Martha Irvine of the Associated Press offers an interesting, albeit somewhat unsettling, story about how children seem to be growing up faster and faster. It’s hard to know what to make of such trends. One can only hope that prosecutors don’t interpret such news as grounds to more frequently charge youth as adults…
Zach Plante is close with his parents — he plays baseball with them and, on weekends, helps with work in the small vineyard they keep at their northern California home. Lately, though, his parents have begun to notice subtle changes in their son. Among other things, he’s announced that he wants to grow his hair longer — and sometimes greets his father with “Yo, Dad!”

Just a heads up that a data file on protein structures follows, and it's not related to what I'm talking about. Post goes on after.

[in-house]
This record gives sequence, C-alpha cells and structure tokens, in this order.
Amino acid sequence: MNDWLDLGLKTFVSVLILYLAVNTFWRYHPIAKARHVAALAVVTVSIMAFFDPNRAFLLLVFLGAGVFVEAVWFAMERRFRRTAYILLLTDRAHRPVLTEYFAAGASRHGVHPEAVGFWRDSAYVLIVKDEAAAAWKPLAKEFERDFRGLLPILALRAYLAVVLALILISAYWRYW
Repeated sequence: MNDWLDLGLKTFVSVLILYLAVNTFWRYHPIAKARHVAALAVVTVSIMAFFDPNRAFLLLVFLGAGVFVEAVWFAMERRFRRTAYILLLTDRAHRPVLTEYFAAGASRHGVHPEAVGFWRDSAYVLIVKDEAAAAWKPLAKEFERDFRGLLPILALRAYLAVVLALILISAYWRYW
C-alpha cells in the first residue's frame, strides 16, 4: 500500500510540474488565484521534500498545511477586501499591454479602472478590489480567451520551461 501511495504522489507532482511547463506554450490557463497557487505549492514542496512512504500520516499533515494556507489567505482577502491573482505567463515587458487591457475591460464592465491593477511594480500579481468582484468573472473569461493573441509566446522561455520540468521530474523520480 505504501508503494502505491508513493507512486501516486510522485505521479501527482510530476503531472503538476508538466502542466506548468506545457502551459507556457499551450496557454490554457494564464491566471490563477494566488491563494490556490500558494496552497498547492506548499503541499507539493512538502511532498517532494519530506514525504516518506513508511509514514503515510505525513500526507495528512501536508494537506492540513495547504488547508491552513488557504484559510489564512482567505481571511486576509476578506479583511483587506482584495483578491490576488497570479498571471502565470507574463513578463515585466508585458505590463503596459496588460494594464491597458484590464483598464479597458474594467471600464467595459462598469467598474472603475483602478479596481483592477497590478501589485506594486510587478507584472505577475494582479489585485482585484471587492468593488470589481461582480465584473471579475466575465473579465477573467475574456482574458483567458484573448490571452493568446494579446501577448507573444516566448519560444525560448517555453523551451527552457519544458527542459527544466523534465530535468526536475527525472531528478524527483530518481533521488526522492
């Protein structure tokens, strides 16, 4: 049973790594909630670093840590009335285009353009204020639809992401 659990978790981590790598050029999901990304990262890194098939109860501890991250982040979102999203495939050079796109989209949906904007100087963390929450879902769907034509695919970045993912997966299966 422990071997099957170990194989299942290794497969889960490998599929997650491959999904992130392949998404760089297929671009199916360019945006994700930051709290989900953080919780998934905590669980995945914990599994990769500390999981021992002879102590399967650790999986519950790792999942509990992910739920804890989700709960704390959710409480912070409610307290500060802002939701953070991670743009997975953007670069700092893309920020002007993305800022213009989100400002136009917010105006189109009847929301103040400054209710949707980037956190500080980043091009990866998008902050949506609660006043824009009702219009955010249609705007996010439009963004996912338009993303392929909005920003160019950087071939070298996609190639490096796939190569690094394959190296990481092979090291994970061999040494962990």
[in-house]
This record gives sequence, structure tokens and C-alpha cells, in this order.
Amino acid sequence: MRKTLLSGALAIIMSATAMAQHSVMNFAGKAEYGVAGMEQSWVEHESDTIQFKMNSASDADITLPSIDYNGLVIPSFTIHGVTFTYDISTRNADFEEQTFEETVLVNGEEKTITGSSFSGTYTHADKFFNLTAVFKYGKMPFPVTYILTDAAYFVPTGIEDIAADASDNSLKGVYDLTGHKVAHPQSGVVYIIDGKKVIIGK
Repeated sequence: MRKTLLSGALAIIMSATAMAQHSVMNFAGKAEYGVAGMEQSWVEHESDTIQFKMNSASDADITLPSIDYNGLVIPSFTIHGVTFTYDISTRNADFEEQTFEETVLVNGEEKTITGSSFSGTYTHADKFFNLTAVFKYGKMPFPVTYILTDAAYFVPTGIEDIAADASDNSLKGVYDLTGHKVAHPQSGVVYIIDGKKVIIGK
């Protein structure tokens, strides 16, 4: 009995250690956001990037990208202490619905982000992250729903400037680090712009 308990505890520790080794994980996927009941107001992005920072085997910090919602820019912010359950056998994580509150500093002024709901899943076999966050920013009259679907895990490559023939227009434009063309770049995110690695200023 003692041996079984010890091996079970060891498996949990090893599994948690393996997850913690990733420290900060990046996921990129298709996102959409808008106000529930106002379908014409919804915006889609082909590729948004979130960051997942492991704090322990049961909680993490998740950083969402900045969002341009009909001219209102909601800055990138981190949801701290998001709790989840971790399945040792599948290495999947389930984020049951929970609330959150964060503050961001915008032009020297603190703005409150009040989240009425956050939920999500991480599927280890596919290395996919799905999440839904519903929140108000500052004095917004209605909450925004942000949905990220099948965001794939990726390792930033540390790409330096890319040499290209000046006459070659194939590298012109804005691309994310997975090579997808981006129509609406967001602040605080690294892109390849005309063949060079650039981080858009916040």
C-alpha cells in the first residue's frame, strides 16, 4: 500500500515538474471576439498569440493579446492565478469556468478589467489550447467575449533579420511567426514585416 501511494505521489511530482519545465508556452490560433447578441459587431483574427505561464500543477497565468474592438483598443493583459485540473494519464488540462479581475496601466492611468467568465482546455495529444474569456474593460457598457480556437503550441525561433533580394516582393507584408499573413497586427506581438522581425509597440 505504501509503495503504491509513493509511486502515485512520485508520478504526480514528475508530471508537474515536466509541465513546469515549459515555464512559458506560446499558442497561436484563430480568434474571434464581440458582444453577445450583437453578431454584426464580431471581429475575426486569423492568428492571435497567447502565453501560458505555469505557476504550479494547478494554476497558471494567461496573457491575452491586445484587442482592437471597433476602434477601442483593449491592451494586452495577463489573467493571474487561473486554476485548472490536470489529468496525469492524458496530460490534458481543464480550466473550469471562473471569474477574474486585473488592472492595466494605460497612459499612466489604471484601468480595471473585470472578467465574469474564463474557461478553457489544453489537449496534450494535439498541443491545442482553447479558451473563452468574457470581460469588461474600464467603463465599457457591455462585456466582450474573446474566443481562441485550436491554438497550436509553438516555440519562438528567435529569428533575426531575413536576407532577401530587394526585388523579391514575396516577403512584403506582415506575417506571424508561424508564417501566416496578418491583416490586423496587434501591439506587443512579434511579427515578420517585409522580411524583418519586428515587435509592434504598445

“Little comments will come out of his mouth that have a bit of that teen swagger,” says Tom Plante, Zach’s dad.
Thing is, Zach isn’t a teen. He’s 10 years old — one part, a fun-loving fifth-grader who likes to watch the Animal Planet network and play with his dog and pet gecko, the other a soon-to-be middle schooler who wants an iPod.
In some ways, it’s simply part of a kid’s natural journey toward independence. But child development experts say that physical and behavioral changes that would have been typical of teenagers decades ago are now common among “tweens” — kids ages 8 to 12. [full text]